— Lauren Fournier and Alex Brostoff

: :

The practice of listing identity labels in bylines for art and academia, profiles on social media, and other bios has prompted me to begin labeling myself as mestizXXX. 

I have been using this as a racial ethnic positioning for myself, but have put little effort into defining what exactly it means in academic terms. My use of autotheory manifests as a call for self-examination, self-reckoning and self-obsession, a self-defining as being a specific experience rather than as a member of a fixed identity. This is my resistance to the scalpel of academic compartmentalization and knowledge commodification, because it is a methodology that I do not employ—rather it is one which simply happens. It is a methodology which possesses me, the “researcher,” the asker of the question, a reflective moment of encounter with myself as a researcher in this particular body at this particular place and time. To this effect, mestizXXX is perhaps more meaningful as a methodology than as an identity by virtue of being fluid, troubling, wild, transtemporal and unfixed. As an identity mestizXXX is rather unoriginal and uninteresting to me. As a methodology, as a way of being, moving and making, I find the uses of mestizXXX to extend further my own capacity to imagine.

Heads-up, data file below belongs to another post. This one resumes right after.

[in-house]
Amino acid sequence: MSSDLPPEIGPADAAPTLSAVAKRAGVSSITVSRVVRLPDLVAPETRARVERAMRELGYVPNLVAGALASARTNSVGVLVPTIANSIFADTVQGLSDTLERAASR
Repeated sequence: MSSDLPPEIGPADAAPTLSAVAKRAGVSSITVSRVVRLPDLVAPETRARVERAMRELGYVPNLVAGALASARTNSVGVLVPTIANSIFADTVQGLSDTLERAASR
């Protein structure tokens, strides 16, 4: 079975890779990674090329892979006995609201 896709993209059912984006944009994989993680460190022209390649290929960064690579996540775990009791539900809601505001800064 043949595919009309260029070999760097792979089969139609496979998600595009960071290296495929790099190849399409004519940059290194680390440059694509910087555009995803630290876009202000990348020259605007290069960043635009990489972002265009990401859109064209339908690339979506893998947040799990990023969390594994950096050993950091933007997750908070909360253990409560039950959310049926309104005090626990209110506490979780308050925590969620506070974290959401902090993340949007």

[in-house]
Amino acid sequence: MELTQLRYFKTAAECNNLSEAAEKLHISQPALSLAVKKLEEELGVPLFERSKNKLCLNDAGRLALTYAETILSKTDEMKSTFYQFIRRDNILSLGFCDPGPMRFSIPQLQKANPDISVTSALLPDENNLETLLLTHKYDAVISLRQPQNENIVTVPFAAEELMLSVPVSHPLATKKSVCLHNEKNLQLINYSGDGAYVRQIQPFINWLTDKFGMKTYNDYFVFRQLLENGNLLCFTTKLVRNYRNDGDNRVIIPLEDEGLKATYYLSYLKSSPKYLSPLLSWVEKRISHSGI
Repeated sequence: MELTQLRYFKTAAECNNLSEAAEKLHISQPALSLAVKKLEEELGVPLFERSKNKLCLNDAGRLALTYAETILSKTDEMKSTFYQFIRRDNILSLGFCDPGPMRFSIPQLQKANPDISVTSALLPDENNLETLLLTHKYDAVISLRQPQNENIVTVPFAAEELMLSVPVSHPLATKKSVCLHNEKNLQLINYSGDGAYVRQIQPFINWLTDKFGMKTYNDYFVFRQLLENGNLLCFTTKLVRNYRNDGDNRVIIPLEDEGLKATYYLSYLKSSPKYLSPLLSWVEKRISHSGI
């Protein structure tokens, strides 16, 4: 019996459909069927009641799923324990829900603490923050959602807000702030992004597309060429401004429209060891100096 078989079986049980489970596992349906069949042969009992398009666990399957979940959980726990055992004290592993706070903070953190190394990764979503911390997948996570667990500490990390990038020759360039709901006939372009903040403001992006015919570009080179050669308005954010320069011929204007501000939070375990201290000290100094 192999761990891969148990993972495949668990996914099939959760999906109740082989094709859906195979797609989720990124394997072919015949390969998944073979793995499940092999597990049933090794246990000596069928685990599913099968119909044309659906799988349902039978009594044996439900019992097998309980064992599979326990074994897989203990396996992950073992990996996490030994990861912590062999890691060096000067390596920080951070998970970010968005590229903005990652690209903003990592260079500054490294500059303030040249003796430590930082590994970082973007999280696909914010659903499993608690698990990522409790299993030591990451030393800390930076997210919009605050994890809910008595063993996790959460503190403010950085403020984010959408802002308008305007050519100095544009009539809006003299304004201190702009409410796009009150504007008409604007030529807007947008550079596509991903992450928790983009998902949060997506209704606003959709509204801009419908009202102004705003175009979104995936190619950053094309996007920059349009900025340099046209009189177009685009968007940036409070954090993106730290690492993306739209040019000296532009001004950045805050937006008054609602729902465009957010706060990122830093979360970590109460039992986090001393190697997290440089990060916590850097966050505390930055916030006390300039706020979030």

mestizXXX is an outgrowth of Gloria Anzaldúa’s hybrid mestiza, the queer Chicana who claims Aztlán as promised land, and new Chicanx criticism and re-imagining in response to Anzaldúa’s work.1 It is an ethnic assemblage of experience which is defined by its sexuality, indeed, by my sexuality, a racialized positioning produced by a particular matrix of sexualized power between colonial, postcolonial, and decolonial bodies, genders, histories and geographies.